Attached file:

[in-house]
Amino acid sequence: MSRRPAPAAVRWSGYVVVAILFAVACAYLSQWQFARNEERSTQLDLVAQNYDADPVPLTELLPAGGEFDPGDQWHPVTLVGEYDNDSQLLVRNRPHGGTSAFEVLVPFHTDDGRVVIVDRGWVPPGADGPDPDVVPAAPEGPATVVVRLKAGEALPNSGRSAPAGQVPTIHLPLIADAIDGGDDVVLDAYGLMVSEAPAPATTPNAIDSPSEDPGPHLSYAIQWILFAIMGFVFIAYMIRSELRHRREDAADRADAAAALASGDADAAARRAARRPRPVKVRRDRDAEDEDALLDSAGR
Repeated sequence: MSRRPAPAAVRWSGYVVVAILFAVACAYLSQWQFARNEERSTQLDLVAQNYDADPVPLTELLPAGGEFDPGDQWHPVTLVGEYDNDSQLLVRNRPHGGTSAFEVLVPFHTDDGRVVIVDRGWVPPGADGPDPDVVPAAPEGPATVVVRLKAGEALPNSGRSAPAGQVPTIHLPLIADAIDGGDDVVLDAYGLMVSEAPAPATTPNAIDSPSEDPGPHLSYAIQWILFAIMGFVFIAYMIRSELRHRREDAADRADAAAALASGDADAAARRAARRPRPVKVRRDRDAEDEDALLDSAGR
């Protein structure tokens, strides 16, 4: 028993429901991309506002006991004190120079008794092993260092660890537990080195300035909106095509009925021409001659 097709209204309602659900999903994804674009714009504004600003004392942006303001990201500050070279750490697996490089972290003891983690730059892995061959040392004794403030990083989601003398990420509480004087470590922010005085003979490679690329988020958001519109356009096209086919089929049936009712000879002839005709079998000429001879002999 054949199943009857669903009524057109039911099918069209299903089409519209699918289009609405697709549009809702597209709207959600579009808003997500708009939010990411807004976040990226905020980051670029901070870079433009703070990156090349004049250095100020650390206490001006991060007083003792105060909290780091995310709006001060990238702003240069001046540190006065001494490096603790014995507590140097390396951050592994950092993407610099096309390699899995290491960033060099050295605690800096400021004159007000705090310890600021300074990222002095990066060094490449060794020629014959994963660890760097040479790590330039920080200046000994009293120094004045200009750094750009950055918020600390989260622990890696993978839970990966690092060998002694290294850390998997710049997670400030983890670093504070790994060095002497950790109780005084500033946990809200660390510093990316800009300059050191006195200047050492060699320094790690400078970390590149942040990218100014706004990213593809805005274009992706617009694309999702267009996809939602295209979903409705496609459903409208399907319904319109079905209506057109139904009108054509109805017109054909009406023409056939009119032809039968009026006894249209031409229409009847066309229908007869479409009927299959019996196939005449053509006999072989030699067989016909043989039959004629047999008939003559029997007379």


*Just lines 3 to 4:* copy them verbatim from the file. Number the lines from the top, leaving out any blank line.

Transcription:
Repeated sequence: MSRRPAPAAVRWSGYVVVAILFAVACAYLSQWQFARNEERSTQLDLVAQNYDADPVPLTELLPAGGEFDPGDQWHPVTLVGEYDNDSQLLVRNRPHGGTSAFEVLVPFHTDDGRVVIVDRGWVPPGADGPDPDVVPAAPEGPATVVVRLKAGEALPNSGRSAPAGQVPTIHLPLIADAIDGGDDVVLDAYGLMVSEAPAPATTPNAIDSPSEDPGPHLSYAIQWILFAIMGFVFIAYMIRSELRHRREDAADRADAAAALASGDADAAARRAARRPRPVKVRRDRDAEDEDALLDSAGR
């Protein structure tokens, strides 16, 4: 028993429901991309506002006991004190120079008794092993260092660890537990080195300035909106095509009925021409001659 097709209204309602659900999903994804674009714009504004600003004392942006303001990201500050070279750490697996490089972290003891983690730059892995061959040392004794403030990083989601003398990420509480004087470590922010005085003979490679690329988020958001519109356009096209086919089929049936009712000879002839005709079998000429001879002999 054949199943009857669903009524057109039911099918069209299903089409519209699918289009609405697709549009809702597209709207959600579009808003997500708009939010990411807004976040990226905020980051670029901070870079433009703070990156090349004049250095100020650390206490001006991060007083003792105060909290780091995310709006001060990238702003240069001046540190006065001494490096603790014995507590140097390396951050592994950092993407610099096309390699899995290491960033060099050295605690800096400021004159007000705090310890600021300074990222002095990066060094490449060794020629014959994963660890760097040479790590330039920080200046000994009293120094004045200009750094750009950055918020600390989260622990890696993978839970990966690092060998002694290294850390998997710049997670400030983890670093504070790994060095002497950790109780005084500033946990809200660390510093990316800009300059050191006195200047050492060699320094790690400078970390590149942040990218100014706004990213593809805005274009992706617009694309999702267009996809939602295209979903409705496609459903409208399907319904319109079905209506057109139904009108054509109805017109054909009406023409056939009119032809039968009026006894249209031409229409009847066309229908007869479409009927299959019996196939005449053509006999072989030699067989016909043989039959004629047999008939003559029997007379």